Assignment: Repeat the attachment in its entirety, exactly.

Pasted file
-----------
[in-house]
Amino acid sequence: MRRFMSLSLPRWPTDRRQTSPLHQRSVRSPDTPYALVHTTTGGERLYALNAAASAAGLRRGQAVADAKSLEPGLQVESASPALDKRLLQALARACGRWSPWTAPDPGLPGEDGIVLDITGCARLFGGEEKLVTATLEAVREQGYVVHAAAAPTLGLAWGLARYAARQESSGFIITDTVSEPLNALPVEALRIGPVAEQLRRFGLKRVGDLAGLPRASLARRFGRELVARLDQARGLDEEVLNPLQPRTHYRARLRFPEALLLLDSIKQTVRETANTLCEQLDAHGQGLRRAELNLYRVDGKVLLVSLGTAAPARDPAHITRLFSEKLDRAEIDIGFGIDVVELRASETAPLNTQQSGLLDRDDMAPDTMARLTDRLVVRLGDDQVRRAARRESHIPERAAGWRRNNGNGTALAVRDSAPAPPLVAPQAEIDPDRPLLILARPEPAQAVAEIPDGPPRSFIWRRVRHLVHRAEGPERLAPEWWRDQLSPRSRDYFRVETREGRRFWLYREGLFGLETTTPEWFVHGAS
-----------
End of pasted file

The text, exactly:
[in-house]
Amino acid sequence: MRRFMSLSLPRWPTDRRQTSPLHQRSVRSPDTPYALVHTTTGGERLYALNAAASAAGLRRGQAVADAKSLEPGLQVESASPALDKRLLQALARACGRWSPWTAPDPGLPGEDGIVLDITGCARLFGGEEKLVTATLEAVREQGYVVHAAAAPTLGLAWGLARYAARQESSGFIITDTVSEPLNALPVEALRIGPVAEQLRRFGLKRVGDLAGLPRASLARRFGRELVARLDQARGLDEEVLNPLQPRTHYRARLRFPEALLLLDSIKQTVRETANTLCEQLDAHGQGLRRAELNLYRVDGKVLLVSLGTAAPARDPAHITRLFSEKLDRAEIDIGFGIDVVELRASETAPLNTQQSGLLDRDDMAPDTMARLTDRLVVRLGDDQVRRAARRESHIPERAAGWRRNNGNGTALAVRDSAPAPPLVAPQAEIDPDRPLLILARPEPAQAVAEIPDGPPRSFIWRRVRHLVHRAEGPERLAPEWWRDQLSPRSRDYFRVETREGRRFWLYREGLFGLETTTPEWFVHGAS